The Government is set to make a final decision on whether to hold a public inquiry into security force links to the murder of Northern Ireland solicitor Pat Finucane.
Police probes have already found evidence of collusion in the infamous killing carried out by the loyalist paramilitary Ulster Defence Association (UDA) in Belfast in 1989.
But while a full public inquiry was promised by government in 2004 as part of the developing peace process, the Finucane family has since said that new legislation on inquiries robs them of true independence.
Secretary of State Owen Paterson said he had met with the Finucane family earlier this week and now planned to spend two months considering the case before making a decision on whether or not to hold an inquiry.
"I believe it is right that I should determine the way forward in this case and that consequently I should set out a clear decision making process both to the House and to the Finucane family," he said in a ministerial statement released at Westminster.
Mr Paterson said the other factors he would consider when deciding the public interest would include the commitment given to the House of Commons in 2004 in relation to an inquiry. The conclusions of reviews and investigations into the case and the extent to which the case had caused, and was capable of causing, public concern.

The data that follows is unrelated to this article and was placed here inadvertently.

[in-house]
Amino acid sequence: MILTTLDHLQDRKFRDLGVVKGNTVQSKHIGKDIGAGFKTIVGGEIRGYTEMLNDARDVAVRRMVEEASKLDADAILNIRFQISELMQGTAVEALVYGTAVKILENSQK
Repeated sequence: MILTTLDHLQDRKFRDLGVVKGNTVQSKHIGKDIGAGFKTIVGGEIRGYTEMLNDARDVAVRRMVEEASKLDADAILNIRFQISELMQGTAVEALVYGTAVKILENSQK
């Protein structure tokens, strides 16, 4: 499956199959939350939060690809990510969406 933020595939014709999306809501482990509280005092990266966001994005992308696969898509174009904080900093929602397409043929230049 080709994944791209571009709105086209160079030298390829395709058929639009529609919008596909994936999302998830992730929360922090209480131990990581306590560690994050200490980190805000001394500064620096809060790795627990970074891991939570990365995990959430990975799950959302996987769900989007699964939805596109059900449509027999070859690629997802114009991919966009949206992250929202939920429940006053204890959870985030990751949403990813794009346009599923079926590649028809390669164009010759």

The minister continued that the experience of the other inquiries established after the commitments made by government following political talks on Northern Ireland, and the delay that had occurred since the 2004 announcement and the potential length of any inquiry would also be considered. In addition to this, political developments that had taken place in Northern Ireland since 2004 and the potential cost of any inquiry and the current pressures on the UK Government's finances would be looked at, he said.
The murdered solicitor's widow, Geraldine Finucane, said the Secretary of State had written to her to outline his plans for the way forward. "I have received a detailed letter this morning from Owen Paterson," she said. "I am assessing the issues raised in the letter and I will be discussing the contents with my family shortly and we will respond in due course".
The Pat Finucane murder was the most notorious of a series of cases where it was alleged security forces colluded with loyalist paramilitaries during the Troubles. Police and army agents in the UDA were involved in the murder plot and a further loyalist has claimed he was prompted by police to kill the solicitor.
Mr Finucane was shot 14 times by gunmen who forced their way into his north Belfast home and attacked him as he ate a meal with his wife and three children. After years of speculation surrounding the murder, the former head of the Metropolitan Police Sir John Stevens reviewed the case and confirmed there was evidence of collusion.